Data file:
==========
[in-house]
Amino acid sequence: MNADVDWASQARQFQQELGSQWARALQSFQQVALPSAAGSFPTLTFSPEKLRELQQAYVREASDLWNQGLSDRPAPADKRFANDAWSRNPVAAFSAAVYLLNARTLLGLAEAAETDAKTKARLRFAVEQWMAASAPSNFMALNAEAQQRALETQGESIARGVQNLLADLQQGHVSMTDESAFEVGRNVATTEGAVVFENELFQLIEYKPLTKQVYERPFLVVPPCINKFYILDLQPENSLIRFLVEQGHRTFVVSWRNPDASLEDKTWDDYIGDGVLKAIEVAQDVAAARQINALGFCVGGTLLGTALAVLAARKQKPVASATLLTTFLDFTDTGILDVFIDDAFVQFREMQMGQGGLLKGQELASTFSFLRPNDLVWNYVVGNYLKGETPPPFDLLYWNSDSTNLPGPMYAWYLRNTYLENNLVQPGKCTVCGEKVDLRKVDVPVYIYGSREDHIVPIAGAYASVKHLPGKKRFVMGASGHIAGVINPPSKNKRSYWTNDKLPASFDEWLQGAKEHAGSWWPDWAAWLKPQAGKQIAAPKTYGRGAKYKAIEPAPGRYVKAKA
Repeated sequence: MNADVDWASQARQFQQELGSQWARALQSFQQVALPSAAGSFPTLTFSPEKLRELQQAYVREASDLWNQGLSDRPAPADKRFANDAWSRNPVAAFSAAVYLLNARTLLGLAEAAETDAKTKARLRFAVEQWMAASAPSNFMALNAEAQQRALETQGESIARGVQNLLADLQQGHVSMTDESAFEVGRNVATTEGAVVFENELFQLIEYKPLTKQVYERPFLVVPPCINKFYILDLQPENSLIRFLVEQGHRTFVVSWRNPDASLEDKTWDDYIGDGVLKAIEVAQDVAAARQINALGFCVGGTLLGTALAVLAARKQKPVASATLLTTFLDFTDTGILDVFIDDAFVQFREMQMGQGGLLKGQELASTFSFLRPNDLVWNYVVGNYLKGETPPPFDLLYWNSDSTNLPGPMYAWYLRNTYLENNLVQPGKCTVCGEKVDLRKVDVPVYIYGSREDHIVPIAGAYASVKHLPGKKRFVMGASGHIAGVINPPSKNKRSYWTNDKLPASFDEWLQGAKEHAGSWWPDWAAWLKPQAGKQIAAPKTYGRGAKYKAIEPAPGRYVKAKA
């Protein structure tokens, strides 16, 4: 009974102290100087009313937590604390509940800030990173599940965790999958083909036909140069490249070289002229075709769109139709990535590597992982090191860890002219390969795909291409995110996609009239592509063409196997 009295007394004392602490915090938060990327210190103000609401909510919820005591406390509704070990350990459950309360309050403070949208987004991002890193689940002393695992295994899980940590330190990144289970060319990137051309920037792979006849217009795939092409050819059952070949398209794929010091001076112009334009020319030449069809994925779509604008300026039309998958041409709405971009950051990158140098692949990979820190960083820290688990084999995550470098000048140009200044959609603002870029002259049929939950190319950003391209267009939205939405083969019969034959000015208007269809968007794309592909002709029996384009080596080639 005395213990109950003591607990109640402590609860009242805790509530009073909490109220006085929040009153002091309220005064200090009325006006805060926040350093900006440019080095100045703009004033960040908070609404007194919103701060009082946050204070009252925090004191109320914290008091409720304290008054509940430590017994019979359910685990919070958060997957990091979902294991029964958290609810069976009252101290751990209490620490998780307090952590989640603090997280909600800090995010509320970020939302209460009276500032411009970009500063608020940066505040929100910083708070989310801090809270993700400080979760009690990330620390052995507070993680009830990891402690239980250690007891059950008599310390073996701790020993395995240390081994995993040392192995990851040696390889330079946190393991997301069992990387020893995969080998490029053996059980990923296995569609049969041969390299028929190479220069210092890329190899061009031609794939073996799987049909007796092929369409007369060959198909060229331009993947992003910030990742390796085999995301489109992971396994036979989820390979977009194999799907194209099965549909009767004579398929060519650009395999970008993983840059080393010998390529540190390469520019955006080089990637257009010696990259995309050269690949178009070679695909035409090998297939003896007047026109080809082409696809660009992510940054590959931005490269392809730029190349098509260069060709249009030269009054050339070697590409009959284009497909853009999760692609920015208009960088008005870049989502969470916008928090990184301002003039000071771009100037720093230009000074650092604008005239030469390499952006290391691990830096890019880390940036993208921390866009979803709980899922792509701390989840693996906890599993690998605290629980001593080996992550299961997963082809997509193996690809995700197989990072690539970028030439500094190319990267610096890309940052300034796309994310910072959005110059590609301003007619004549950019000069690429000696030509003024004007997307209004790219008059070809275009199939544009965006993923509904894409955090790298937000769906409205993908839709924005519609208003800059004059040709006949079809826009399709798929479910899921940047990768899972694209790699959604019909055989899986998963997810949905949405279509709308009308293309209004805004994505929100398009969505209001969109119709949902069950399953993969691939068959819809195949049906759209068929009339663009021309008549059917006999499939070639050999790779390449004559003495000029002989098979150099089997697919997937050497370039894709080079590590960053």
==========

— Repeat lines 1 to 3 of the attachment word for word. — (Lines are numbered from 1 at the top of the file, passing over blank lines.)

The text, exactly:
[in-house]
Amino acid sequence: MNADVDWASQARQFQQELGSQWARALQSFQQVALPSAAGSFPTLTFSPEKLRELQQAYVREASDLWNQGLSDRPAPADKRFANDAWSRNPVAAFSAAVYLLNARTLLGLAEAAETDAKTKARLRFAVEQWMAASAPSNFMALNAEAQQRALETQGESIARGVQNLLADLQQGHVSMTDESAFEVGRNVATTEGAVVFENELFQLIEYKPLTKQVYERPFLVVPPCINKFYILDLQPENSLIRFLVEQGHRTFVVSWRNPDASLEDKTWDDYIGDGVLKAIEVAQDVAAARQINALGFCVGGTLLGTALAVLAARKQKPVASATLLTTFLDFTDTGILDVFIDDAFVQFREMQMGQGGLLKGQELASTFSFLRPNDLVWNYVVGNYLKGETPPPFDLLYWNSDSTNLPGPMYAWYLRNTYLENNLVQPGKCTVCGEKVDLRKVDVPVYIYGSREDHIVPIAGAYASVKHLPGKKRFVMGASGHIAGVINPPSKNKRSYWTNDKLPASFDEWLQGAKEHAGSWWPDWAAWLKPQAGKQIAAPKTYGRGAKYKAIEPAPGRYVKAKA
Repeated sequence: MNADVDWASQARQFQQELGSQWARALQSFQQVALPSAAGSFPTLTFSPEKLRELQQAYVREASDLWNQGLSDRPAPADKRFANDAWSRNPVAAFSAAVYLLNARTLLGLAEAAETDAKTKARLRFAVEQWMAASAPSNFMALNAEAQQRALETQGESIARGVQNLLADLQQGHVSMTDESAFEVGRNVATTEGAVVFENELFQLIEYKPLTKQVYERPFLVVPPCINKFYILDLQPENSLIRFLVEQGHRTFVVSWRNPDASLEDKTWDDYIGDGVLKAIEVAQDVAAARQINALGFCVGGTLLGTALAVLAARKQKPVASATLLTTFLDFTDTGILDVFIDDAFVQFREMQMGQGGLLKGQELASTFSFLRPNDLVWNYVVGNYLKGETPPPFDLLYWNSDSTNLPGPMYAWYLRNTYLENNLVQPGKCTVCGEKVDLRKVDVPVYIYGSREDHIVPIAGAYASVKHLPGKKRFVMGASGHIAGVINPPSKNKRSYWTNDKLPASFDEWLQGAKEHAGSWWPDWAAWLKPQAGKQIAAPKTYGRGAKYKAIEPAPGRYVKAKA